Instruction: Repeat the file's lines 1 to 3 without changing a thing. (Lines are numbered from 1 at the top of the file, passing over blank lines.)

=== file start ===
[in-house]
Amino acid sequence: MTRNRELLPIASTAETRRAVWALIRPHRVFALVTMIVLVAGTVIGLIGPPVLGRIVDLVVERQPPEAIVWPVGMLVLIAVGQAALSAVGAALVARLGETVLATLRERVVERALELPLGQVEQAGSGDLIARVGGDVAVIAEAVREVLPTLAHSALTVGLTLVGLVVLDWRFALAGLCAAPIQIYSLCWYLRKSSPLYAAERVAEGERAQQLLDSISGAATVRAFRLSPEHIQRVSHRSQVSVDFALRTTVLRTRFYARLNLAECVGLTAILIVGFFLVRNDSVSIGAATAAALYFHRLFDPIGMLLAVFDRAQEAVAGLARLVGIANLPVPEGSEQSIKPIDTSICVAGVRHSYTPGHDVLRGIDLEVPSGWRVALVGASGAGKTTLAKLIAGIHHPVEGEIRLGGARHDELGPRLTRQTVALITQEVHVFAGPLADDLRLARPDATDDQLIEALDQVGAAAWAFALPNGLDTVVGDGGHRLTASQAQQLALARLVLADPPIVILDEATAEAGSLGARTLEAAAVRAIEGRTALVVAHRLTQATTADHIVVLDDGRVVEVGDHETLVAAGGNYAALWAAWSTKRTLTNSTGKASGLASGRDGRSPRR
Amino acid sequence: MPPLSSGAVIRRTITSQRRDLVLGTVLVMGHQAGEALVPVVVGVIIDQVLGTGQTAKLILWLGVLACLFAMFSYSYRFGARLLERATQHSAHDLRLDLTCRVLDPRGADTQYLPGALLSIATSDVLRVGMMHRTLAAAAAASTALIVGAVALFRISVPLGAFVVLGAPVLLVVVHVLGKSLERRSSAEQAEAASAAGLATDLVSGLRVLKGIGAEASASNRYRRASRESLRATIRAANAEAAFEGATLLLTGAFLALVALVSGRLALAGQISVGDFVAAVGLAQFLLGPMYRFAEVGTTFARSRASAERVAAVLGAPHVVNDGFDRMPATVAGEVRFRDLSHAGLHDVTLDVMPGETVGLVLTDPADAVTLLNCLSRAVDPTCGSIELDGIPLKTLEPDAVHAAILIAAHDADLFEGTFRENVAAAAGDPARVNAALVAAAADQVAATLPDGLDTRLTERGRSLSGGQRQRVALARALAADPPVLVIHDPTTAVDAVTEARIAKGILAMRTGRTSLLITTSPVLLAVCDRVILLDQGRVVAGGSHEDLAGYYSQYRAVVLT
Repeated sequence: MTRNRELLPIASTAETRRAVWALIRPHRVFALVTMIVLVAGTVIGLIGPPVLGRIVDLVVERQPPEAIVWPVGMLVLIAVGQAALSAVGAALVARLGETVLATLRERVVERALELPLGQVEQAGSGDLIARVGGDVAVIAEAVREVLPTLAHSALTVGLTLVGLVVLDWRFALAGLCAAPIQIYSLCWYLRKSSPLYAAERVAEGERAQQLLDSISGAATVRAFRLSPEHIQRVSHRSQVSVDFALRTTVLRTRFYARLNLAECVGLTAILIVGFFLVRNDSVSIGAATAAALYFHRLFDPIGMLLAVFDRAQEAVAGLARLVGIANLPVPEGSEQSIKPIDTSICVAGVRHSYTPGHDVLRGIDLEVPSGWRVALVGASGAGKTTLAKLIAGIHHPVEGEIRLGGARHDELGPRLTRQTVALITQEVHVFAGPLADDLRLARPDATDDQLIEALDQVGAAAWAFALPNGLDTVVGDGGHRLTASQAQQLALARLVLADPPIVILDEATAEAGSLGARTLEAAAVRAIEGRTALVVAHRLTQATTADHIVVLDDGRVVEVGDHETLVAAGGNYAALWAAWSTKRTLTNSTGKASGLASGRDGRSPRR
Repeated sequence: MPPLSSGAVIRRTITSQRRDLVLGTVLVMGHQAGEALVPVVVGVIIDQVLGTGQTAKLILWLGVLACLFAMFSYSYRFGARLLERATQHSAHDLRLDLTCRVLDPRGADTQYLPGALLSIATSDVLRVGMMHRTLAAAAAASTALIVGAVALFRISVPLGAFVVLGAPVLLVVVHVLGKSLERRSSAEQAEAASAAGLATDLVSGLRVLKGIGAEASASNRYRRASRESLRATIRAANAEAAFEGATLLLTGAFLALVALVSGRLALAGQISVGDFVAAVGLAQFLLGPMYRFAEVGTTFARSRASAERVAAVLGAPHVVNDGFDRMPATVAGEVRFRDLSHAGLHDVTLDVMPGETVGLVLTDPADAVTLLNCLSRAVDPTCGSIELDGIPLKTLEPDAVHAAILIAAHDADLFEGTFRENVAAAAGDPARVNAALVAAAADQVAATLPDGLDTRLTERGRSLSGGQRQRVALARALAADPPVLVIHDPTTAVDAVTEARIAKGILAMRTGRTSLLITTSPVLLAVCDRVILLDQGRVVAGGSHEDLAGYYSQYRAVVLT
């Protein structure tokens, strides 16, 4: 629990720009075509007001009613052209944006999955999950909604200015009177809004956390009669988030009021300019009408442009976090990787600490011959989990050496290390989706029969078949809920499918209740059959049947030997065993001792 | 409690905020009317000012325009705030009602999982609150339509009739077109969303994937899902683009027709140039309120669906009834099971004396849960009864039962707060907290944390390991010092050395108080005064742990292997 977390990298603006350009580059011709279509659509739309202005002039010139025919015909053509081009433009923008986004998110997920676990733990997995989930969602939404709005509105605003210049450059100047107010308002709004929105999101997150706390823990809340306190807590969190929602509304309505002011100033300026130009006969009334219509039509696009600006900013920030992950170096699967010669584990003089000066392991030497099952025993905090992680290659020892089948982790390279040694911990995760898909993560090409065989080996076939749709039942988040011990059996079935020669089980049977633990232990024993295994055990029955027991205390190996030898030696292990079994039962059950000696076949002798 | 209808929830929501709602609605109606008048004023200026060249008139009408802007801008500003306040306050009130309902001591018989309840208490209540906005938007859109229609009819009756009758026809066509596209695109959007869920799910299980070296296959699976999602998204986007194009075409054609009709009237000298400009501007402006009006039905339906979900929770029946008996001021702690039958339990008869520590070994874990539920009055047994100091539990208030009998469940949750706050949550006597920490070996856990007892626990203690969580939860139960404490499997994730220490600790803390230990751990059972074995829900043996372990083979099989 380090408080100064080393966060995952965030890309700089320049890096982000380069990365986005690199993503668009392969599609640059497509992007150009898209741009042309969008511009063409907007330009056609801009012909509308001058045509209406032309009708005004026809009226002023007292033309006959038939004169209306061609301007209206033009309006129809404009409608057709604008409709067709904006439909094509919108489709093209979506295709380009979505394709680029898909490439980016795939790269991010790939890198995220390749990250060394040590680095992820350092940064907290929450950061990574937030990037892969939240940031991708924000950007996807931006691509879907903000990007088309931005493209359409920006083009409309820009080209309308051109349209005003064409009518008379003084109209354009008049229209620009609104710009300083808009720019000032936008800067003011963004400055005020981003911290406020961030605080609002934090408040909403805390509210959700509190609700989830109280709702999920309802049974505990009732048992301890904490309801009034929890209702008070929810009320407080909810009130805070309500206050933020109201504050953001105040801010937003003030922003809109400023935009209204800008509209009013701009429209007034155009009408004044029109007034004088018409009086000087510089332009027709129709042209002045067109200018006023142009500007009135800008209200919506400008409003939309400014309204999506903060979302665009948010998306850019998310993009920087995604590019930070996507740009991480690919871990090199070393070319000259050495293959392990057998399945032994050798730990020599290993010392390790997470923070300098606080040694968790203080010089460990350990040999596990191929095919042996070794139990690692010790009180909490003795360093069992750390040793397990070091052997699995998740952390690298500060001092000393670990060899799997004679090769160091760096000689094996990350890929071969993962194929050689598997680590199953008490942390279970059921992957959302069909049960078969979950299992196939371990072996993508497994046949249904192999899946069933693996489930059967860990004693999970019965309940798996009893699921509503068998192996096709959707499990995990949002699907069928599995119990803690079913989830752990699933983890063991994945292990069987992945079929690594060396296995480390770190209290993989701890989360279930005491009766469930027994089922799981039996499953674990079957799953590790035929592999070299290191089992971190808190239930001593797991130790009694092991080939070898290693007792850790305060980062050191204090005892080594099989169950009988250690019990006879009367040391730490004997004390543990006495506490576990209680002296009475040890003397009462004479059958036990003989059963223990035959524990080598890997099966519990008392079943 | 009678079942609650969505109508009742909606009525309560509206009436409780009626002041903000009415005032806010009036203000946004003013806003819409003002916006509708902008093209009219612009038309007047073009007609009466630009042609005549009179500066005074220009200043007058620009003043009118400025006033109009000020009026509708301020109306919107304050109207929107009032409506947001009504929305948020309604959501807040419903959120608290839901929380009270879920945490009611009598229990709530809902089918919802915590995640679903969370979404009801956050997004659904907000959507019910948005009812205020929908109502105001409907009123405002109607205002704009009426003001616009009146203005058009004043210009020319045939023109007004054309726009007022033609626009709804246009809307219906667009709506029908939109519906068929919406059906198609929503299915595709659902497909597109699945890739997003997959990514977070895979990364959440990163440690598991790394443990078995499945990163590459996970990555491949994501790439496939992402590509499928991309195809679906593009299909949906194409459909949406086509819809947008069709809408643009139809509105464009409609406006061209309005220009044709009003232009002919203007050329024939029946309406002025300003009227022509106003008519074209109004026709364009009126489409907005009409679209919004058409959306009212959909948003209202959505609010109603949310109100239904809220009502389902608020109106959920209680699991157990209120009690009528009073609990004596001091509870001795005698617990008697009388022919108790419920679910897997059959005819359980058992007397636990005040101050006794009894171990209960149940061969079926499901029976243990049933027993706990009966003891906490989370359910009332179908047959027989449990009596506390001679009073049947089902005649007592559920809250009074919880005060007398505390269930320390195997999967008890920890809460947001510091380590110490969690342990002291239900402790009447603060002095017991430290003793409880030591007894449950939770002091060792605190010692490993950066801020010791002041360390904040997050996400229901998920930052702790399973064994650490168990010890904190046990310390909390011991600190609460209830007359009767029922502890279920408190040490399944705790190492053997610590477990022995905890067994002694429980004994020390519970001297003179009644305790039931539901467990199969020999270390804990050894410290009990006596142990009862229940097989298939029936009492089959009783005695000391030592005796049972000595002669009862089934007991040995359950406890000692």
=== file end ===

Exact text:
[in-house]
Amino acid sequence: MTRNRELLPIASTAETRRAVWALIRPHRVFALVTMIVLVAGTVIGLIGPPVLGRIVDLVVERQPPEAIVWPVGMLVLIAVGQAALSAVGAALVARLGETVLATLRERVVERALELPLGQVEQAGSGDLIARVGGDVAVIAEAVREVLPTLAHSALTVGLTLVGLVVLDWRFALAGLCAAPIQIYSLCWYLRKSSPLYAAERVAEGERAQQLLDSISGAATVRAFRLSPEHIQRVSHRSQVSVDFALRTTVLRTRFYARLNLAECVGLTAILIVGFFLVRNDSVSIGAATAAALYFHRLFDPIGMLLAVFDRAQEAVAGLARLVGIANLPVPEGSEQSIKPIDTSICVAGVRHSYTPGHDVLRGIDLEVPSGWRVALVGASGAGKTTLAKLIAGIHHPVEGEIRLGGARHDELGPRLTRQTVALITQEVHVFAGPLADDLRLARPDATDDQLIEALDQVGAAAWAFALPNGLDTVVGDGGHRLTASQAQQLALARLVLADPPIVILDEATAEAGSLGARTLEAAAVRAIEGRTALVVAHRLTQATTADHIVVLDDGRVVEVGDHETLVAAGGNYAALWAAWSTKRTLTNSTGKASGLASGRDGRSPRR
Amino acid sequence: MPPLSSGAVIRRTITSQRRDLVLGTVLVMGHQAGEALVPVVVGVIIDQVLGTGQTAKLILWLGVLACLFAMFSYSYRFGARLLERATQHSAHDLRLDLTCRVLDPRGADTQYLPGALLSIATSDVLRVGMMHRTLAAAAAASTALIVGAVALFRISVPLGAFVVLGAPVLLVVVHVLGKSLERRSSAEQAEAASAAGLATDLVSGLRVLKGIGAEASASNRYRRASRESLRATIRAANAEAAFEGATLLLTGAFLALVALVSGRLALAGQISVGDFVAAVGLAQFLLGPMYRFAEVGTTFARSRASAERVAAVLGAPHVVNDGFDRMPATVAGEVRFRDLSHAGLHDVTLDVMPGETVGLVLTDPADAVTLLNCLSRAVDPTCGSIELDGIPLKTLEPDAVHAAILIAAHDADLFEGTFRENVAAAAGDPARVNAALVAAAADQVAATLPDGLDTRLTERGRSLSGGQRQRVALARALAADPPVLVIHDPTTAVDAVTEARIAKGILAMRTGRTSLLITTSPVLLAVCDRVILLDQGRVVAGGSHEDLAGYYSQYRAVVLT